I also will mention in this context that teams of representatives from each division of the university have begun the implementation of new strategic planning and assessment software (TracDat). When fully customized to UNF’s particular needs the strategic planning component of this software will allow us to link university goals, costs, actions, and accomplishments so that we will always been in a position to map our progress and target our resources. Similarly, on the assessment side, the software will enable us to monitor student learning relative to desired curricular outcomes. While it was only two years ago that we achieved our SACS reaccreditation, it is really not too soon to point out that, since we will now be required to submit a five-year mid-term report, the availability of this software program should make the compilation of that report far easier than it would have been otherwise.
As long as our budget remains sound we will see the selection this spring of UNF’s fifth flagship program. Applications were delivered last week to the Flagship Program Committee that opted to establish more suggestive rather than more prescriptive criteria in order to elicit innovative proposals. The four current flagship programs continue to flourish and certainly justify sustaining this presidential initiative into the future.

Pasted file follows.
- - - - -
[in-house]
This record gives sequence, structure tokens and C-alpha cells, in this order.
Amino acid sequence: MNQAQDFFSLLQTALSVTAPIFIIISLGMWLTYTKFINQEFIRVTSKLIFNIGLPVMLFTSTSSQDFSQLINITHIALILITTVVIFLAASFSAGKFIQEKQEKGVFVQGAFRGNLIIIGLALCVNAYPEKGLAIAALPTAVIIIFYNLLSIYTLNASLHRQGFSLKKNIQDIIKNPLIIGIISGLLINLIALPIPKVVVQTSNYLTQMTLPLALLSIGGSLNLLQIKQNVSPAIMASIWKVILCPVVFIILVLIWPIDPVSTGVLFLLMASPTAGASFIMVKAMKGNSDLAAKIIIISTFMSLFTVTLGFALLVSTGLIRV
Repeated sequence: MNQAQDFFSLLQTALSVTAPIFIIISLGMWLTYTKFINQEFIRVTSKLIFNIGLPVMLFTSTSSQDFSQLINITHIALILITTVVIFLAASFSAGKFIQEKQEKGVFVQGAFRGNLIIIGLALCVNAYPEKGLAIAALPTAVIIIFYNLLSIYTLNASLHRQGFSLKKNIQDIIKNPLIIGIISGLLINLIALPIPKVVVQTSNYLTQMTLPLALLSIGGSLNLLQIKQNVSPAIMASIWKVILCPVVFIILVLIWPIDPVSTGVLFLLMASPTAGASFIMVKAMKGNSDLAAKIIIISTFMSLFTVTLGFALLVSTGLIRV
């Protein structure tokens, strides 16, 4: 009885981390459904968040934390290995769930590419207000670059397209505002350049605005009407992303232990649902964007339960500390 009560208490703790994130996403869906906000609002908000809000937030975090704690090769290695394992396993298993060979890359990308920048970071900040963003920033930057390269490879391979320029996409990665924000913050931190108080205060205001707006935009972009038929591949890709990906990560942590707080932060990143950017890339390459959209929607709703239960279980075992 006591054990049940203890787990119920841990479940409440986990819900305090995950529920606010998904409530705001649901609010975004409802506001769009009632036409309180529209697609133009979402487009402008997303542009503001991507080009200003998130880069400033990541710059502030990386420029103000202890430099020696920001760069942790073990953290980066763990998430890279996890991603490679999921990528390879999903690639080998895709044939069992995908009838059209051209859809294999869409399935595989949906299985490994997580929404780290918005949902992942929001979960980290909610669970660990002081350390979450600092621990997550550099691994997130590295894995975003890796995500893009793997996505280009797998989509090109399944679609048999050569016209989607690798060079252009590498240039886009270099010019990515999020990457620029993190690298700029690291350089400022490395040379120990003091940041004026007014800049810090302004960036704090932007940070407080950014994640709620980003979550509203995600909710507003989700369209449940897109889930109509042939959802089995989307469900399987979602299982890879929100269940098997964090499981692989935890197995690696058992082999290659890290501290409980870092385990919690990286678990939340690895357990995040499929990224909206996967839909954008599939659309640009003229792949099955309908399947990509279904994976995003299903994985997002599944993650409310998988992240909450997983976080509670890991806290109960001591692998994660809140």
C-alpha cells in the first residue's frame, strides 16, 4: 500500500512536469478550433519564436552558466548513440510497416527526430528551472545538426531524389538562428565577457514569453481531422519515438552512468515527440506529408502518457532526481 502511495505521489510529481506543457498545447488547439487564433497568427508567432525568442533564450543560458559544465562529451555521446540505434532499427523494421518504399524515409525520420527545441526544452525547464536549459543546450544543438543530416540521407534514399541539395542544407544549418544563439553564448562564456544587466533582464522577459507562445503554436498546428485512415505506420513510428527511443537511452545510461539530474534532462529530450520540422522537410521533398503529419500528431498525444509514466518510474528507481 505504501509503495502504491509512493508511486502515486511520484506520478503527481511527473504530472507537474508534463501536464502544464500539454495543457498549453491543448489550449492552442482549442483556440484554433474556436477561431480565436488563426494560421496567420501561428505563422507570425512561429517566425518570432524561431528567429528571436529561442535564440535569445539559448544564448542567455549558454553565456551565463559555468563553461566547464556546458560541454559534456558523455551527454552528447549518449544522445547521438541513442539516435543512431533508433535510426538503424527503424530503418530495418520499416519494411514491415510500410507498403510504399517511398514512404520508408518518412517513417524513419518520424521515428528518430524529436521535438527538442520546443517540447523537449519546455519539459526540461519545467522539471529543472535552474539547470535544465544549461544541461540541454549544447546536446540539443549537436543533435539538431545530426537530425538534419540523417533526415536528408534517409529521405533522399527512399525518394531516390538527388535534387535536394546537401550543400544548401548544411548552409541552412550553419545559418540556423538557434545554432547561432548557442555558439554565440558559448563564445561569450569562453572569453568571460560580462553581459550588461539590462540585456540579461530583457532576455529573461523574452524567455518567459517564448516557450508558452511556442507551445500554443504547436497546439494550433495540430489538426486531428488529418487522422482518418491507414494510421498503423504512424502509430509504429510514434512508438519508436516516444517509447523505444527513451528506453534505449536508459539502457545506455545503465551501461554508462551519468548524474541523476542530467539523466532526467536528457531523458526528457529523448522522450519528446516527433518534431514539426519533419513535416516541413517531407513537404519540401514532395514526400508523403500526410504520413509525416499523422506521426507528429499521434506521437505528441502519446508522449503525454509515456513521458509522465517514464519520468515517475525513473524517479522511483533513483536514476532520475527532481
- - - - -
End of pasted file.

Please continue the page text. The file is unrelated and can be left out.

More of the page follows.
UNF’s role in the New Florida initiative was recognized by the allocation of three awards to the university to support the development of a patent by Professor Jerry Merkel; a collaborative effort between engineers at FSU and our own Professor Alex Schonning on the development of prosthetic devices; and the recruitment to UNF of a prominent coastal engineer, Dr. Don Resio. The president and I are hopeful that Dr. Resio’s teaching and research will open up collaborative efforts within and beyond the School of Engineering and further UNF’s ability to contribute to the New Florida economy.
UNF also was recognized recently by the Carnegie Foundation, which conferred upon the university the select designation of “community-engaged” institution. This recognition comes several years earlier than we had hoped for, and it attests to the fine work that faculty and staff are doing in extending the boundaries of student learning well beyond the confines of the campus. The committee that prepared UNF’s application, led by Mark Falbo, deserves credit for assembling a significant amount of pertinent information on a very tight schedule.
Finally, I would like to provide a brief update on the work of the Task Force on Academic Redesign. By way of reminder this effort had its inception in a mandate from the BOG to consider how efficiencies achieved through academic coordination might be enhanced across the SUS. At least initially the conversation of the task force, whose members now include two department chairs, representatives of the Faculty Association Strategic Planning and Distance Learning Committees, and a number of very innovative faculty, has focused on the use of technology to enhance student learning while potentially reducing the cost of instruction. In the near future the task force will be providing opportunities to engage the broader community in what is proving to be a very rich discussion.
I hope you are enjoying a stimulating semester. For Academic Affairs and for UNF generally it is proving to be a time both of challenge and opportunity. As a folklorist my advice is, let’s keep our fingers crossed.
Mark E. Workman
Provost and VPAA